Warning Sign? Disrupted Sleep Tied to Alzheimer's
Trouble sleeping in middle age could herald Alzheimer's disease later in life, according to new research linking dementia and slumber.
The findings can't yet prove whether disturbed sleep helps contribute to the brain changes that cause Alzheimer's or whether some other factor links the two; but preliminary results suggest that treating sleep problems might be beneficial for the brain in the long run.
"If sleep is found to affect either the beginning or the progression of Alzheimer's disease, especially in its early stages, then it's really an attractive thing to try to manipulate, because getting more sleep or better sleep has really no risk," said study researcher Yo-el Ju, an assistant professor of neurology at the Washington University School of Medicine in St. Louis.
Plaque in the brain
In 2009, Ju's Washington University colleague David Holtzman published research in the journal Science reporting that depriving mice of sleep causes a 25 percent increase in the levels of a protein fragment called amyloid beta in the brain. Amyloid beta is the primary ingredient in the amyloid plaques that clog the brains of people with Alzheimer's.
These mice were genetically engineered to accumulate amyloid beta, and mouse-brain chemistry may not always match that of humans. So Ju and her colleagues, including Holtzman, turned to a group of people enrolled in the Adult Children Study, so named because half of the volunteers in the study are children of parents with Alzheimer's.
They recruited 100 volunteers ages 45 to 80, all of whom had been clinically tested and showed no signs of memory loss or cognitive decline. The volunteers wore a wristwatch-like device called an actigraph for two weeks. The device measures activity levels, which can then be translated into time asleep and time awake. [Top 10 Spooky Sleep Disorders]
"Other studies that have looked at the relationship between sleep and dementia have generally studied older individuals who are obviously at higher risk of dementia, so I think this study is important because we're looking at a population that is much younger," Ju said.
Sleep and dementia
The results revealed that people who spent more of their time in bed tossing and turning rather than sleeping were more likely to show abnormal levels of chemicals that indicate amyloid beta. These chemical markers show up 10 or 15 years before any sign of memory loss or decline, but almost everyone who has them will eventually develop Alzheimer's if they don't die of something else first. About 25 percent of the people in the study fell into this "preclinical Alzheimer's" category.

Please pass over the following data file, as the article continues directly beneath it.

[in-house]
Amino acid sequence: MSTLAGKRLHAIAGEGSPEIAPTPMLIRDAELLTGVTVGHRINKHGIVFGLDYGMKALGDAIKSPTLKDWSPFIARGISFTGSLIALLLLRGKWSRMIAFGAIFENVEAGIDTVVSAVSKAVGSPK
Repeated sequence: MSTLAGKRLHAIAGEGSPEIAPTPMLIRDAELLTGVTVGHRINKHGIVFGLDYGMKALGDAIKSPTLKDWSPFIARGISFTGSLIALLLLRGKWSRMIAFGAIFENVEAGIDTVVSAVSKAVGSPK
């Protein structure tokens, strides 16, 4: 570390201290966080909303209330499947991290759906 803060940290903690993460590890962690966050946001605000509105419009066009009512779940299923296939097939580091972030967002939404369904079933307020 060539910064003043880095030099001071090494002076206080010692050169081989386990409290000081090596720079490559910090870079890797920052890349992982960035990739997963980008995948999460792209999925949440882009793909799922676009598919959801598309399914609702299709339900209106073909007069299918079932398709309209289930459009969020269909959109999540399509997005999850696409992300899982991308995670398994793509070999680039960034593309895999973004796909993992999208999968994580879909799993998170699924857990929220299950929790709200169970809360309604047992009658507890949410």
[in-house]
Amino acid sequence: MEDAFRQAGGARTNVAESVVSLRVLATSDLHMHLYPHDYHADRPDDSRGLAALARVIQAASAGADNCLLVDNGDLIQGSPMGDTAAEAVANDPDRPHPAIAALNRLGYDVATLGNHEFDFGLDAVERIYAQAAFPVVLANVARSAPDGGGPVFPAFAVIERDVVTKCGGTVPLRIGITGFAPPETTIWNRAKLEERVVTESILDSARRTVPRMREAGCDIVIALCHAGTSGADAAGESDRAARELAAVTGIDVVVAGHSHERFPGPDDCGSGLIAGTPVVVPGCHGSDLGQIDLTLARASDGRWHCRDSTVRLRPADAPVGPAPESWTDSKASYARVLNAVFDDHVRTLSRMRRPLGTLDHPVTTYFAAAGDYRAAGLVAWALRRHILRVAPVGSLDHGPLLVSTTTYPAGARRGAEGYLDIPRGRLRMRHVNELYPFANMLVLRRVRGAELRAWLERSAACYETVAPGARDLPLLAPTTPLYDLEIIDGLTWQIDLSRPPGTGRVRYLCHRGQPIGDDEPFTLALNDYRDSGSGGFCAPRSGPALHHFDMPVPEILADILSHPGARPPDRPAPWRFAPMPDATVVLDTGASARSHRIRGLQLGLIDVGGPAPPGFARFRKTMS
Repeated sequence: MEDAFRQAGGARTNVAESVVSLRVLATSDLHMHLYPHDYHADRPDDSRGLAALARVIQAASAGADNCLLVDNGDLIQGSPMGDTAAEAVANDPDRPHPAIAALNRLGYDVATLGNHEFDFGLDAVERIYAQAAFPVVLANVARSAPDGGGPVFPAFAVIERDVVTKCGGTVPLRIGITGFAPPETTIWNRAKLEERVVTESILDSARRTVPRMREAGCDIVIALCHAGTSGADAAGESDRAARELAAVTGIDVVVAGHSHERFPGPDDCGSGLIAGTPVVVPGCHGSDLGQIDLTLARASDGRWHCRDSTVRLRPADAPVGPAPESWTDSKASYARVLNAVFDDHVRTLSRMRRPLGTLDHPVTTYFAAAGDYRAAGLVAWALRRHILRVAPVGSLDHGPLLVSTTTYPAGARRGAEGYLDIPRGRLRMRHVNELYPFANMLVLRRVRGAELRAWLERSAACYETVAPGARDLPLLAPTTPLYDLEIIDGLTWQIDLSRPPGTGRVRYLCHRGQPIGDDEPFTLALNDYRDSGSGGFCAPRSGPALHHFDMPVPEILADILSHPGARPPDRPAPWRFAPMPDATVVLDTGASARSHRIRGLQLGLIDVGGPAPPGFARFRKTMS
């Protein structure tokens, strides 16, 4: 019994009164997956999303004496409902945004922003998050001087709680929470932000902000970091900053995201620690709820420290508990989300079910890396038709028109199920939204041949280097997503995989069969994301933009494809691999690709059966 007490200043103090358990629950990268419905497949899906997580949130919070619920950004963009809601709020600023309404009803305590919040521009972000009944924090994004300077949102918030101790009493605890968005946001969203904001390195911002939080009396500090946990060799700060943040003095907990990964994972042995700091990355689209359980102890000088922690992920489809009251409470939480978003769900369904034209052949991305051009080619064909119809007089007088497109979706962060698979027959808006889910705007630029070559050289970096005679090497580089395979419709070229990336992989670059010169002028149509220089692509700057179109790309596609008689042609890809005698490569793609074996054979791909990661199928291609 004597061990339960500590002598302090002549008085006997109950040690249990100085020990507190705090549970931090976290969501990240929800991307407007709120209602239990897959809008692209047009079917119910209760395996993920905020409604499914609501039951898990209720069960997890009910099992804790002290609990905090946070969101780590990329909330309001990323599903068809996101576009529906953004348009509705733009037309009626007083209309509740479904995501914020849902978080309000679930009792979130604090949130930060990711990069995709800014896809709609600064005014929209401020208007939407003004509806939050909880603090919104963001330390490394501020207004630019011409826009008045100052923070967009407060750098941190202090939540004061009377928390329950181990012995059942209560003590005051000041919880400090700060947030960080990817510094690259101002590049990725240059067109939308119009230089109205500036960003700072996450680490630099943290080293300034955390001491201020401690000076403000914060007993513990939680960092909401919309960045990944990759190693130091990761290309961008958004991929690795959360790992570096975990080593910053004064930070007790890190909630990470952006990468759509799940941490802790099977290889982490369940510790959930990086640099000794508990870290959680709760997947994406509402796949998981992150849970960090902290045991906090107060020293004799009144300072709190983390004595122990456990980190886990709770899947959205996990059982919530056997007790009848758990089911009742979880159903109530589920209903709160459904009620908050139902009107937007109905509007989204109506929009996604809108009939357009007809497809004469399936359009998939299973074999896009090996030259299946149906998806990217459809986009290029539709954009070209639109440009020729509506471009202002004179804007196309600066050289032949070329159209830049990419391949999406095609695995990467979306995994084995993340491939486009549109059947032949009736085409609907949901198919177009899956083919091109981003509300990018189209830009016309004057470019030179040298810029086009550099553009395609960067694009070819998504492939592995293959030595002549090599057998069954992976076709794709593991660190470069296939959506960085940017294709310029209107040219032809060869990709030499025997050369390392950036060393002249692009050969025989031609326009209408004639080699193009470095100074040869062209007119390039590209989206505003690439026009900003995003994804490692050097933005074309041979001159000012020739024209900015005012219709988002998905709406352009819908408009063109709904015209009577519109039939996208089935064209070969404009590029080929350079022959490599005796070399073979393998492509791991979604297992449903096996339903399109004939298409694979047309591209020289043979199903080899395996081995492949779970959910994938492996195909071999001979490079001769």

People who woke up more than average — or more than five times every hour — were also more likely to show signs of amyloid beta accumulation. Participants didn't necessarily remember these waking periods the next morning, Ju said.
Ju and her colleagues will present their results at the American Academy of Neurology's 64th annual meeting in New Orleans, which begins April 21. The study has not yet been published in a peer-reviewed journal. In the meantime, they're continuing the sleep studies on more volunteers. In the long term, Ju said, the researchers hope to find out what causes the troubled sleep in people with preclinical Alzheimer's.
"These are pretty preliminary results, and although they are intriguing and promising, we really need to do longer-term studies to find out which direction this is going," Ju said.
You can follow LiveScience senior writer Stephanie Pappas on Twitter @sipappas. Follow LiveScience for the latest in science news and discoveries on Twitter @livescience and on Facebook.
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Stephanie Pappas is a contributing writer for Live Science, covering topics ranging from geoscience to archaeology to the human brain and behavior. She was previously a senior writer for Live Science but is now a freelancer based in Denver, Colorado, and regularly contributes to Scientific American and The Monitor, the monthly magazine of the American Psychological Association. Stephanie received a bachelor's degree in psychology from the University of South Carolina and a graduate certificate in science communication from the University of California, Santa Cruz.
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